Throughout the process of taking stock, it’s key to “strike the right balance between telling [your] story to build authentic, credible relationships and engaging in listening sessions to learn and gain insight,” per American Healthcare Leader. This two-part act is key to fully taking stock as a new CEO, allowing you to build meaning, rapport, and connection with your new team. 

New CEO 100-day plans lead to action

Directors, investors, and key stakeholders expect performance and action that leads to results, but they don’t expect it immediately. As you move from taking stock to taking action, it’s important to “take the time to make sure the actions you’re choosing to do are the right ones,” McKinsey associate partner Thomas Meakin said in an interview on CEO transitions.

McKinsey & Company recommends new CEOs take action in “five basic dimensions of leadership:” strategy and operation of the business, corporate culture, team, yourself, and other stakeholders. “When they’re complete, your transition is complete," the firm says.

  • Your business or function Once you’ve assessed your organization’s current standing, abilities, and goals, it’s time to communicate your vision as CEO. This is a pivotal moment in which to align and mobilize your colleagues, directors, and stakeholders.
  • Culture Most leaders fail, not because they lack the financial or operational know-how, but because “their style or political skills render them unprepared to manage the organization’s culture,” per HBR. Take time to intimately understand the workplace culture and dynamics you’re stepping into. Determine how your soft skills can help you navigate and transform it as necessary.
  • Team Do you have the vision, structure, and human capital needed to see your organization’s goals through? If not, what can you do to become a high-performing team?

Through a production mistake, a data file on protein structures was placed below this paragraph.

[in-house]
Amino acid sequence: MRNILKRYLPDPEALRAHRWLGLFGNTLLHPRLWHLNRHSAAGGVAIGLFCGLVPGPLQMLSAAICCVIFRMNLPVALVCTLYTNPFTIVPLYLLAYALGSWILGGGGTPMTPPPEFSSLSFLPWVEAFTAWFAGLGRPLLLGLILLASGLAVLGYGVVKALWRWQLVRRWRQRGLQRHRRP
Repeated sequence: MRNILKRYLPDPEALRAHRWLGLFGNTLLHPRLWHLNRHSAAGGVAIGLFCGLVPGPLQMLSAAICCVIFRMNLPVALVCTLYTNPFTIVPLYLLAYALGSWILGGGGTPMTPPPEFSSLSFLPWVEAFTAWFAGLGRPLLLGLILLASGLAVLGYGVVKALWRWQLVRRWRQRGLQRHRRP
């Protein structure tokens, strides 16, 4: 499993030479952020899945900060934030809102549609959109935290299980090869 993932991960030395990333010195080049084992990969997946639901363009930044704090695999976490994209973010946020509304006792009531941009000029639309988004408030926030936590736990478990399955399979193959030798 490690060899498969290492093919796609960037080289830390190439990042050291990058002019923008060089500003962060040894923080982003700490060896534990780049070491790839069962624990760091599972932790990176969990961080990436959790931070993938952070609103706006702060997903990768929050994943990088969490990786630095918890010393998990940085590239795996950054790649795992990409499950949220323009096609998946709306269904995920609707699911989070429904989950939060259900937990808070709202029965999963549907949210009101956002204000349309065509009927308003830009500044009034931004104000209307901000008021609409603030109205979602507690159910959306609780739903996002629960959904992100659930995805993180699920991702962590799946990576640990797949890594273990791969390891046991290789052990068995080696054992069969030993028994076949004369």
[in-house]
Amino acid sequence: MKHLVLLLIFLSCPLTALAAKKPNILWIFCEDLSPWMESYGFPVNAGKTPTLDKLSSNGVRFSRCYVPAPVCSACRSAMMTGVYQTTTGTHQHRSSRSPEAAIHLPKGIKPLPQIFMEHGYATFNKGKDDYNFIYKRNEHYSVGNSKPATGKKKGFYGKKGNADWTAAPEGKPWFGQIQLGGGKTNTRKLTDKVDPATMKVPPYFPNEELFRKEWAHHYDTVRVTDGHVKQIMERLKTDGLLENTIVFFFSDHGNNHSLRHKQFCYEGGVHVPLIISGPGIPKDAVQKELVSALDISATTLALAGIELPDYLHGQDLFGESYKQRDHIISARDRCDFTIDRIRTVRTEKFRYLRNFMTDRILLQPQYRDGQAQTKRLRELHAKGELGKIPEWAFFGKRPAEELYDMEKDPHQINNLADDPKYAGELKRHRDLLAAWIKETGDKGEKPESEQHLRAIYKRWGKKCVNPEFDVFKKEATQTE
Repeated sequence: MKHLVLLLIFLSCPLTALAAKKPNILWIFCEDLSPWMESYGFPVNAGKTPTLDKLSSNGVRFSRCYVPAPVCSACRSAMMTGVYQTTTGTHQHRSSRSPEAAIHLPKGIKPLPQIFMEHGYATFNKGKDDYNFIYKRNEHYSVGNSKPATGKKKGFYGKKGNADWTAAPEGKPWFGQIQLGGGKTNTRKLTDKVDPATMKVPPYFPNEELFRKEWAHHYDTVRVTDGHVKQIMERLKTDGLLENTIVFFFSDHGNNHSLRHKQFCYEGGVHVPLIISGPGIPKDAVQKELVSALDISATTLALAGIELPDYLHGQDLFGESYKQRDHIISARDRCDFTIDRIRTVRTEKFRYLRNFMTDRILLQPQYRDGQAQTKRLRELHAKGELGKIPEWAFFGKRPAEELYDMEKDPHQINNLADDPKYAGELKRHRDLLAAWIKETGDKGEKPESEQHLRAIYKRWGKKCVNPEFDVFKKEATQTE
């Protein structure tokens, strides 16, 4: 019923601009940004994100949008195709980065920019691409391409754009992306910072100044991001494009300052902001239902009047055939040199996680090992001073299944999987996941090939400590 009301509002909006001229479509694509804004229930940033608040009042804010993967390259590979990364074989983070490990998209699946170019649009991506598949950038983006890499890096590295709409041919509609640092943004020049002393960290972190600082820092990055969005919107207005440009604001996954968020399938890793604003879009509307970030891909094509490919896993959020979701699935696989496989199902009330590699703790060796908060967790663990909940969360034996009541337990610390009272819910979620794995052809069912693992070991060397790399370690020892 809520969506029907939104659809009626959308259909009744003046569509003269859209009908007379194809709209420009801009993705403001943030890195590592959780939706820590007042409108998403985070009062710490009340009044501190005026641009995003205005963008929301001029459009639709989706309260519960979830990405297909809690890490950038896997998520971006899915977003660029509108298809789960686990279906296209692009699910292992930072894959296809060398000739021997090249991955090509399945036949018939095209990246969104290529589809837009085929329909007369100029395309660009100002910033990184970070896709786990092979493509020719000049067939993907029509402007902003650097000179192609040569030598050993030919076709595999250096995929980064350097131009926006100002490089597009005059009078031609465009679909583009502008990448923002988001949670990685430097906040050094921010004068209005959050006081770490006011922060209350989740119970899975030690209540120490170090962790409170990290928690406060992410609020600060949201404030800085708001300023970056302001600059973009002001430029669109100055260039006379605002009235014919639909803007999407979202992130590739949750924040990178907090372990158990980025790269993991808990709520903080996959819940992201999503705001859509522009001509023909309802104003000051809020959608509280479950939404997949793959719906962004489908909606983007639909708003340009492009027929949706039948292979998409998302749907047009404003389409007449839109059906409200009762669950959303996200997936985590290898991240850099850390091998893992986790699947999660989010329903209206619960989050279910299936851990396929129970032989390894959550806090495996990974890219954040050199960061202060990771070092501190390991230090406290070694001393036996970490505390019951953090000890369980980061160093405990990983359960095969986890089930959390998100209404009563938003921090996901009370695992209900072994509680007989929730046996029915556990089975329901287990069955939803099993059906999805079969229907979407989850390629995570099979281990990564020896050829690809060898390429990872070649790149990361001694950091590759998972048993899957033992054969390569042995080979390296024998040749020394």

• Yourself Examine your leadership strategy in light of your new context. In which ways can you uniquely lead, and in which areas can you rely upon your team to take the lead?
  • Other stakeholders Do you understand your mandate? How can you build productive working relationships with stakeholders, including directors, key investors, and other members of the community?

Partner with AboveBoard to build cultural competence and advance DEI as new CEO

While many CEOs talk about 100-day plans, Mark Thompson, former president and CEO of The New York Times Company, told Harvard Business Review he believes longer transitions are more realistic. It takes time for new CEOs to get to know an organization's people, culture, and processes well enough to establish a strategic action plan.

Change takes time, and it starts at the top. That’s why at AboveBoard, we’re on a mission to equip executive leaders with the tools they need to foster diverse, equitable, and inclusive workplaces. On AboveBoard's innovative hiring platform, underrepresented executives have access to hundreds of new career opportunities every month. From our one-of-a-kind hiring platform to ongoing support, career programs, and executive resources, AboveBoard is dedicated to building equitable workplaces from your first day as CEO to your 100th day and beyond.

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AboveBoard is an executive hiring platform that connects qualified executives with board and full-time opportunities. We are expanding access for underrepresented groups of executives—particularly Black, Latinx, and women. To join visit